Tuesday, May 31, 2016

Your usual discriminating kindness...

This post is part of Nathaniel's "Hit Me With Your Best Shot" series in which the participants must post a single image from a movie he or she deems as the "best shot" for any particular reason.

Excuse the very short entry for this week's Best Shot as I just came back from a trip very much like the one Marlene Dietrich took in Morocco. Okay, maybe not much like her adventures in Morocco where she falls in love with a soldier and gets the attention of a rich fellow. Must be nice.

She strikes quite a figure though throughout the film especially in her opening song number decked out in tophat and tails and where my favorite shot comes from. She's just so sure of herself in this moment. Even with the rain of boos, she commands the screen, and the audience, with sheer confidence and presence.

Tuesday, May 24, 2016

All of it. It's all true...

This post is part of Nathaniel's "Hit Me With Your Best Shot" series in which the participants must post a single image from a movie he or she deems as the "best shot" for any particular reason.

I want to begin by saying that I was never a big fan of Star Wars growing up. I knew of it obviously and my brother and friends were very much into it, but it was one of those big pop culture phenomena that I managed to avoid getting into for the most part. Even with renewed interest in the franchise in the early Aughts with the prequels, I remained largely unfazed by it all (the mixed reception of these didn't help). But I had to see Star Wars: Force Awakens on opening weekend, because it was the event movie of the year and I was intrigued to see what a fresh perspective J.J. Abrams and company would bring to this beloved franchise. And what they delivered was an enjoyable blockbuster with a lot of heart in no small part to the handful of new actors and characters that really made the film for me.

Of course I'm alluding to the great trio of John Boyega, Daisy Ridley and Oscar Isaac. Upon my re-watch of the Force Awakens, the only real thing I was able to articulate was how happy I was whenever one of their faces were on screen. The joy and wonder they brought to the film and their characters isn't something that one can really manufacture. Not to mention Adam Driver who had to delve into a whole different set of emotions, trickier in a lot of respects than the other three. His *important* scene with Harrison Ford's Han Solo is probably the best acted scene in the whole film.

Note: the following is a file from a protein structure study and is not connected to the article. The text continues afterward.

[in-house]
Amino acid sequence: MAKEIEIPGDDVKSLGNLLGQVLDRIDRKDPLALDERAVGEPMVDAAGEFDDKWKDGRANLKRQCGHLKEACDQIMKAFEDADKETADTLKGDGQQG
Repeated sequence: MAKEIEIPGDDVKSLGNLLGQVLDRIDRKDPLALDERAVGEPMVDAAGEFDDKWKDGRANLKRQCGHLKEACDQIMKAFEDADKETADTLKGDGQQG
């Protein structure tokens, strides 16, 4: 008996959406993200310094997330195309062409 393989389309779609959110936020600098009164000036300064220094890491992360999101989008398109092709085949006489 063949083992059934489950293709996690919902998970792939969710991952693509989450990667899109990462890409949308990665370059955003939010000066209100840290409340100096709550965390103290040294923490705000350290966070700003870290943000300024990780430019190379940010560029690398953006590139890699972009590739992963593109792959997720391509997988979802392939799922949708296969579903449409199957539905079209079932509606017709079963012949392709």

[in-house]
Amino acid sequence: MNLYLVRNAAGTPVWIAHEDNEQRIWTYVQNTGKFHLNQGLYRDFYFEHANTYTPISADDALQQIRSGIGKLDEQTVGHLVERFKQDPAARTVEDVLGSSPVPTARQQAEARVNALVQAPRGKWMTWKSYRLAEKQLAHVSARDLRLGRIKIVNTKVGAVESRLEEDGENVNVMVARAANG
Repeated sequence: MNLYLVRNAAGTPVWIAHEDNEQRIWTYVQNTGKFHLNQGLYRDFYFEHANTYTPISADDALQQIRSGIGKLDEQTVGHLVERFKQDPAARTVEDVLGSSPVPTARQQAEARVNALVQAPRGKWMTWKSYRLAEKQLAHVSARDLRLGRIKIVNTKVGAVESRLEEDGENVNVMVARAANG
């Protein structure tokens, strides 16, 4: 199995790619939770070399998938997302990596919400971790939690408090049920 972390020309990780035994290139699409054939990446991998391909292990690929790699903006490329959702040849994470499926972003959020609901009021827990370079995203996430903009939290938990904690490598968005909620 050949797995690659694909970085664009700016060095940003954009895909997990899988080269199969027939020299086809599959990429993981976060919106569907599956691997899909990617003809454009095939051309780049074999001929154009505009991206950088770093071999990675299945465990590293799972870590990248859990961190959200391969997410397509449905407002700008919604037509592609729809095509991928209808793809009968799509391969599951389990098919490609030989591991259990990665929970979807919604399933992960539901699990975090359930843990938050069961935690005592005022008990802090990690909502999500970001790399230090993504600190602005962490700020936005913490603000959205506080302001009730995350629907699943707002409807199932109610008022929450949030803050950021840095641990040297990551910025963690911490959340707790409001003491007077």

So I had plenty of shots to choose from where the camera just lingers on the great faces of these characters like so...

But I ended up with this relatively simple shot as my Best Shot:

Best Shot

I picked this shot because of Boyega and Ridley's faces, but mostly for the moment. This is when Han Solo tells them both that the Force and the Jedi, all of it, is true. And then just this look of hope, wonderment, perhaps even a little fear fill their faces. It's the turning point of both of their lives which has already been severely upended very recently. It's the moment that they actually realize that they're finally a part of something bigger. Because sure they already had a mission for the Resistance, but this is something mythical becoming reality right in front of them. In a way maybe I had the same look when I saw Force Awakens, this pop-culture force made real in front of me. I finally got it.

Bonus: My roommate picked her favorite shot as well! It's a damn beauty.

Tuesday, May 17, 2016

Do not ever leave me...

This post is part of Nathaniel's "Hit Me With Your Best Shot" series in which the participants must post a single image from a movie he or she deems as the "best shot" for any particular reason.

Even though I took French History in high school, I remember very little of it now and thus still got a bit lost while watching La Reine Margot, a period film by director Patrice Chéreau. The film, known in America as Queen Margot, takes place in the late 16th Century amidst the great unrest between the ruling Catholics and Protestant Huguenots. The film opens with the arranged wedding of the title character Margot, sister of the Catholic king, to the Huguenot King Henry of Navarre. Then what follows is a lot (a lot) of murders and sex (sometimes at the same time!).

It was hard for me to care for a lot of the characters in this film because its weight feels overpowering with its massive cast and the screenplay's unwillingness to hold its audience's hands through the numerous deaths and changing alliances. I don't necessarily begrudge the film for doing this, but just a observance as a first-time viewer. With that said, the film's other technical attributes were something to behold like its costumes, production values, and its painterly palette. Plus the main characters of Margot, Henry, and Margot's lover La Môle were the best fleshed out thus at least ensuring the film its emotional throughline.

The star-crossed affair between Margot and La Môle was the thing that left a lasting impact for me. Apart from the objective beauties of both actors (Isabelle Adjani and Vincent Perez), their whirlwind romance to me felt perfectly set amidst the inter-religious turmoil engulfing France and its citizens. And so my pick of best shot...